It Takes Money

As I type out this post, I’m sitting here waiting for an interview to begin.  The company is with a non-profit that works to assist the homeless to get back on their feet.  The first thing that comes to mind is that it takes money to make money. The simplest things seem impossible to resolve when you just don’t have the money.

When we give canned foods to the food bank, is this really helpful to the severely down-and-out?? The person on the street can’t heat anything up unless they have a camp stove with necessary equipment – highly unlikely. Even that would take a considerable amount of money. A person with their utilities shut off can’t refrigerate or cook food. If they can use them, they can only hope to have all the ingredients needed to make something that tastes decent. Then, you have to have the mental and physical wherewithal to be able to go through the process of making, eating, and cleaning up in the effort to eat.

If you want to go to the grocery store instead of the corner market, this might take gas which is another hit-and-miss commodity. Then, to go to a store with significant discounts… that, too, takes gas – which takes money.

If you do have a bus pass, that might make life somewhat easier. Yet, the time it takes to get from place to place is often significantly longer than it would be to drive. This means a limit to the job availability, family time, sleep, and more. The best option is to have access to both a vehicle and public transportation options.

This means a car is a necessity which means a running car and/or a car with payments, car insurance, maintenance costs, gas, etc. The cars which are $5000 or less often require high maintenance costs whereas if you have a new car, the maintenance is often under warrantee and the maintenance costs are much less expensive.  When buying a used car, it might even require having to purchase yet another car just when you have absolutely no money to do so.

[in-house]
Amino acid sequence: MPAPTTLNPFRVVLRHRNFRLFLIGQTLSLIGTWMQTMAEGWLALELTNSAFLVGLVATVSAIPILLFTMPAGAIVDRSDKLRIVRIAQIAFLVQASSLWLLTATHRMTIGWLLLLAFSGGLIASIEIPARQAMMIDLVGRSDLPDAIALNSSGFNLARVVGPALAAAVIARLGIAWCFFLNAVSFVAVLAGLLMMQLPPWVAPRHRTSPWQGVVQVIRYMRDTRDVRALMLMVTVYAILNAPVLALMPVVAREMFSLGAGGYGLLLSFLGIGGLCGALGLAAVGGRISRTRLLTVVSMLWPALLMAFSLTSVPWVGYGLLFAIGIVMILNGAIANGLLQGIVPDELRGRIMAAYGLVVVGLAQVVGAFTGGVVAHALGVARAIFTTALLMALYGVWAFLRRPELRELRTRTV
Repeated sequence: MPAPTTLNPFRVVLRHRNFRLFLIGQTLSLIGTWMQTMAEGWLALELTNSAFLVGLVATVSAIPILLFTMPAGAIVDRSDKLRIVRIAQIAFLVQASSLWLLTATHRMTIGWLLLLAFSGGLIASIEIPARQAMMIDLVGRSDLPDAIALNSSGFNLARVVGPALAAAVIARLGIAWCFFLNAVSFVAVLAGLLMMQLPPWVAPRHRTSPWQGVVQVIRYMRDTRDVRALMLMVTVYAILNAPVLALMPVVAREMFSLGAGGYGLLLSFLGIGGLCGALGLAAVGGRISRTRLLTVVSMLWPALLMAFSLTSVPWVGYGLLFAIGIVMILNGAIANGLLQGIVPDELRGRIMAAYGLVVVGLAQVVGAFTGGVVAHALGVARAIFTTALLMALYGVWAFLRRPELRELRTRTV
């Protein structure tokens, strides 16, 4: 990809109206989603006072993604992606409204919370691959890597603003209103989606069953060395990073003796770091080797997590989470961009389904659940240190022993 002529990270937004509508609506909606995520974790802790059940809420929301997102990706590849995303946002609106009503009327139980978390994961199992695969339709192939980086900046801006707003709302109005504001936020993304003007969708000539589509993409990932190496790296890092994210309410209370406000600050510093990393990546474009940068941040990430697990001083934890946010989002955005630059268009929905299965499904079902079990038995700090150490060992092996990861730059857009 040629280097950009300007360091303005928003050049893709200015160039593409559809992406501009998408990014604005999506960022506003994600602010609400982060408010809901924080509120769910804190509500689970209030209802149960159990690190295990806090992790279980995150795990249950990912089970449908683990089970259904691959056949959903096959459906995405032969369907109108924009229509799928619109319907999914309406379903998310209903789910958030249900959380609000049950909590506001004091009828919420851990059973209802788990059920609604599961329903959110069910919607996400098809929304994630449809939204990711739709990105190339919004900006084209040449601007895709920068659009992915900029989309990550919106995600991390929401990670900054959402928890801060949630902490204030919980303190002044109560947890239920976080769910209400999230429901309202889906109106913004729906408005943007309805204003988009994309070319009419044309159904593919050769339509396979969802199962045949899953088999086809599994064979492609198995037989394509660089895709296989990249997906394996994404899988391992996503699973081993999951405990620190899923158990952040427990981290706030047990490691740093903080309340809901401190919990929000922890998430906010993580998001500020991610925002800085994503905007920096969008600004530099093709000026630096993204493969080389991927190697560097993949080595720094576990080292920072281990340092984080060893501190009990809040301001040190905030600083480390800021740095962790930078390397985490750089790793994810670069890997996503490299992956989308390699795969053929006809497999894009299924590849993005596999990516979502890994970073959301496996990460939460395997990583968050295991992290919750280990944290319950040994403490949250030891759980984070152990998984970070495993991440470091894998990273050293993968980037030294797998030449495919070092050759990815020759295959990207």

When you look at the cash you have on hand, you have to choose: $50 to get ingredients for cooking a dish or two (assuming you have no staples) that might turn bad or $10 on food right now (as you’re starving) which will allow money left over for gas, something to drink, and a minor or urgent matter until the next minute amount of funds become available.  This wreaks havoc long-term, but satisfies the hunger pains short term.

Then, when the worst straights strike, you get stuck in a living situation you can’t get out of. You have no funds to move, your credit is either not there or looks bad, you don’t have any references, and/or your job isn’t stable enough for the landlord to approve your application.

Those are one some reasons how and why it takes money to make money.


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